Sunday, November 20, 2005

J. K. Rowling as Political Observer

There is a very interesting article written by a university law professor and printed in the Michigan Law Review. The link goes to an abstract of the paper (the full PDF file, if you care to download it, is 146 KB) so you can get an idea of what the author is driving at. And that is that the author of the Harry Potter books seems to take a very dim view of government. The author provides a number of examples in the abstract which made me sit up and take notice.
The critique is even more devastating because the governmental actors and actions in the book look and feel so authentic and familiar. Cornelius Fudge, the original Minister of Magic, perfectly fits our notion of a bumbling politician just trying to hang onto his job. Delores Umbridge is the classic small-minded bureaucrat who only cares about rules, discipline, and her own power. Rufus Scrimgeour is a George Bush-like war leader, inspiring confidence through his steely resolve. The Ministry itself is made up of various sub-ministries with goofy names (e.g., The Goblin Liaison Office or the Ludicrous Patents Office) enforcing silly sounding regulations (e.g., The Decree for the Treatment of Non-Wizard Part-Humans or The Decree for the Reasonable Restriction of Underage Sorcery). These descriptions of government jibe with our own sarcastic views of bureaucracy and bureaucrats: bureaucrats tend to be amusing characters that propagate and enforce laws of limited utility with unwieldy names. When you combine the light-hearted satire with the above list of government activities, however, Rowling's critique of government becomes substantially darker and more powerful.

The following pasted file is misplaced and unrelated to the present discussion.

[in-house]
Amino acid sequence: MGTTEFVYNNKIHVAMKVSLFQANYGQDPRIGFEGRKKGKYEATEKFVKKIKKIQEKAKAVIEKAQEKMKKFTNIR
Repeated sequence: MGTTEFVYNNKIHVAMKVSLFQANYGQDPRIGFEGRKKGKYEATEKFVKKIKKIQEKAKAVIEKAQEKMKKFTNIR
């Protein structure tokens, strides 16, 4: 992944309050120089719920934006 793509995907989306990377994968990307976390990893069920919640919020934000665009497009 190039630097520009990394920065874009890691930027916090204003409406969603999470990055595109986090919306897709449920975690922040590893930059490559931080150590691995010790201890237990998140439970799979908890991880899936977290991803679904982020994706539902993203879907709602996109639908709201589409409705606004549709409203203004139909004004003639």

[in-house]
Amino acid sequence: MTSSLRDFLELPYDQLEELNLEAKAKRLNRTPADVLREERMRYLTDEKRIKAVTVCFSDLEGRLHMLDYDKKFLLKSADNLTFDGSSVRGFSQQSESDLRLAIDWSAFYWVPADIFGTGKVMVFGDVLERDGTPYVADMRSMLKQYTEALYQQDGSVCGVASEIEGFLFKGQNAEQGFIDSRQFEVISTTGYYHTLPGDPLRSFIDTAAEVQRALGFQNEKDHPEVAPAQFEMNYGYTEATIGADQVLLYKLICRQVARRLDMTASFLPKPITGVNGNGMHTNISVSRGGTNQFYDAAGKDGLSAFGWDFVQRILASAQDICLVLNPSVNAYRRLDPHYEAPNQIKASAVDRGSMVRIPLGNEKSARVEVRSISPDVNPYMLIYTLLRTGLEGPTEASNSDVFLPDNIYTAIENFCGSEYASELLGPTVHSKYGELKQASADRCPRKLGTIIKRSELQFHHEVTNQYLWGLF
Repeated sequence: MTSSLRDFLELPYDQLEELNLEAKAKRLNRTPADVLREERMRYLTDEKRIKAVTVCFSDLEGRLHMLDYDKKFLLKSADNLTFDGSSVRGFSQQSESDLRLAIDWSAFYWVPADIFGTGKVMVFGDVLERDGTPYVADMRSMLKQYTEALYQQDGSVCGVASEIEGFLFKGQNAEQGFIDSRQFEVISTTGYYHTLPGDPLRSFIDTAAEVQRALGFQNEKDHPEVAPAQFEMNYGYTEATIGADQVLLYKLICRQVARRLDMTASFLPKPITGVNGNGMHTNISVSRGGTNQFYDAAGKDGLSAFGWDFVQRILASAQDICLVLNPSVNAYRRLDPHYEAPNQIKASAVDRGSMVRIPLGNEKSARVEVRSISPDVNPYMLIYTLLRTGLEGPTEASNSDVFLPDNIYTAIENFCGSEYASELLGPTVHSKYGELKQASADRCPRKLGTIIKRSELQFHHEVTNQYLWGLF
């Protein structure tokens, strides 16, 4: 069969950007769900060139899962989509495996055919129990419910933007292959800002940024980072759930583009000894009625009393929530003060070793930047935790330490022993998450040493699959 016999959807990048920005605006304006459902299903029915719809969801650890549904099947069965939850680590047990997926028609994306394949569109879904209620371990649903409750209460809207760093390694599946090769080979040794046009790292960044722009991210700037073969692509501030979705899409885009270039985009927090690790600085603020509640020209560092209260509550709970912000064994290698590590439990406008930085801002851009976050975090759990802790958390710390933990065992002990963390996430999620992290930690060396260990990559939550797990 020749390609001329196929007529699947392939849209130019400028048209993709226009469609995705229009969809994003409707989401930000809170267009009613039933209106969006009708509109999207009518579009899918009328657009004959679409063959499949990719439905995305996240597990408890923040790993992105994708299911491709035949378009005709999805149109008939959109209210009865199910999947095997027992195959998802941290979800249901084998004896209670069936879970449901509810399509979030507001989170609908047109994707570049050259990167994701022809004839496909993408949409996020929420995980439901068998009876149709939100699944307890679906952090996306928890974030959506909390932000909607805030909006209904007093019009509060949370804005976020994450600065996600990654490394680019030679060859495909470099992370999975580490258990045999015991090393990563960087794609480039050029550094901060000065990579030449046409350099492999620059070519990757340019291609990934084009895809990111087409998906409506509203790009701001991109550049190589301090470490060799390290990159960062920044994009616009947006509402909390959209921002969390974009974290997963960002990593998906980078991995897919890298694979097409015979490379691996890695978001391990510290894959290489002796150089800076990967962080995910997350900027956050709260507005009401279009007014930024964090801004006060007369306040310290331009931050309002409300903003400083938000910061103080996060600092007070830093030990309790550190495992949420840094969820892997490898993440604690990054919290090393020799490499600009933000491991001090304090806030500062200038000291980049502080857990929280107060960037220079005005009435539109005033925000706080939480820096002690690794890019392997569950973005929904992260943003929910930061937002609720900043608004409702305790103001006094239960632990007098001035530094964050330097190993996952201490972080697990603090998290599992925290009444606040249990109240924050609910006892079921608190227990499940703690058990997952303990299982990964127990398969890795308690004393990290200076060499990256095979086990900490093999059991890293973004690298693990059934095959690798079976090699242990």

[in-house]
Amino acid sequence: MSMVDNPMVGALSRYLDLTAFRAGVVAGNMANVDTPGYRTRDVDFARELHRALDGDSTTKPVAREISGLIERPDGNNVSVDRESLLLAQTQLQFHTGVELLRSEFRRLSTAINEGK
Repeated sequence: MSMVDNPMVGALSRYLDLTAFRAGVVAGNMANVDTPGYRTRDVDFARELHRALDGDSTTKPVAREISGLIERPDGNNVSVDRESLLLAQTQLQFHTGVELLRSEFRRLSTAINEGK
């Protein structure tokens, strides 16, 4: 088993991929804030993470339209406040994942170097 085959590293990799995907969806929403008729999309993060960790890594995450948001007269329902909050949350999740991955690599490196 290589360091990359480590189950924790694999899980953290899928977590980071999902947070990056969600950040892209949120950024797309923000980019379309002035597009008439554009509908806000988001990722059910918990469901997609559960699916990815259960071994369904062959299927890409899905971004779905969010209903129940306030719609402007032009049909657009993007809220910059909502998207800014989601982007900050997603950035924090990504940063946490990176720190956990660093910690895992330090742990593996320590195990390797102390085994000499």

The reach of the Harry Potter books is fantastic. To have children grow up reading them and coming to the realization that most government is part incompetent fumbling, part self-sustaining and self-interested bureaucracy, and part jobs program for social climbers is not at all bad.


Ellie said...

Love that last sentence!

Steve Erbach said...

Thank you. I've posted a bit of the abstract as well.


Anonymous said...

We took Lexie to see the latest Harry Potter film yesterday and I do admit -- the Ministry of Magic was a wishy-washy silly little man. :) I can't comment on the other comparisons because (committing heresy I guess) I am not a Harry Potter groupie. This was my first movie and I've not read a one of the books. The only reason we saw HP was because the film we actually went to see was having technical difficulties. :( HP's Goblet of Fire is about as dark and menacing as I can stand, and I'm an adult. Lexie loved it.


Steve Erbach said...


Janet had to take Eleanor out of the theatre when Voldemort was reborn. Personally, I loved it, though not quite as much as Prisoner of Azkaban. I should post my review over on IMDB.